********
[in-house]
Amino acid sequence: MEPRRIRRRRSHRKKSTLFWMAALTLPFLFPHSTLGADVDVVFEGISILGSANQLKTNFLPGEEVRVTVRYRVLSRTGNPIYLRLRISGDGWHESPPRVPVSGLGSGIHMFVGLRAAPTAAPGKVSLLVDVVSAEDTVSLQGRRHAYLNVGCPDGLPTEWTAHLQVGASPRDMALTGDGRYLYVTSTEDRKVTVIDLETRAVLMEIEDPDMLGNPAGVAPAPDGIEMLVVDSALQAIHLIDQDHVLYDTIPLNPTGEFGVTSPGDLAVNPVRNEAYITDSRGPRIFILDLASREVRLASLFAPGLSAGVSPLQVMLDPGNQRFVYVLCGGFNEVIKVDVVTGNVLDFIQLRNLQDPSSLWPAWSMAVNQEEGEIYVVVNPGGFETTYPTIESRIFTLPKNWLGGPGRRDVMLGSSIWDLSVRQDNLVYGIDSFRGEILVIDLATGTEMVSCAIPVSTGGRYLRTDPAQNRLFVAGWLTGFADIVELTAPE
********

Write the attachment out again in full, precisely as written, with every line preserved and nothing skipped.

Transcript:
[in-house]
Amino acid sequence: MEPRRIRRRRSHRKKSTLFWMAALTLPFLFPHSTLGADVDVVFEGISILGSANQLKTNFLPGEEVRVTVRYRVLSRTGNPIYLRLRISGDGWHESPPRVPVSGLGSGIHMFVGLRAAPTAAPGKVSLLVDVVSAEDTVSLQGRRHAYLNVGCPDGLPTEWTAHLQVGASPRDMALTGDGRYLYVTSTEDRKVTVIDLETRAVLMEIEDPDMLGNPAGVAPAPDGIEMLVVDSALQAIHLIDQDHVLYDTIPLNPTGEFGVTSPGDLAVNPVRNEAYITDSRGPRIFILDLASREVRLASLFAPGLSAGVSPLQVMLDPGNQRFVYVLCGGFNEVIKVDVVTGNVLDFIQLRNLQDPSSLWPAWSMAVNQEEGEIYVVVNPGGFETTYPTIESRIFTLPKNWLGGPGRRDVMLGSSIWDLSVRQDNLVYGIDSFRGEILVIDLATGTEMVSCAIPVSTGGRYLRTDPAQNRLFVAGWLTGFADIVELTAPE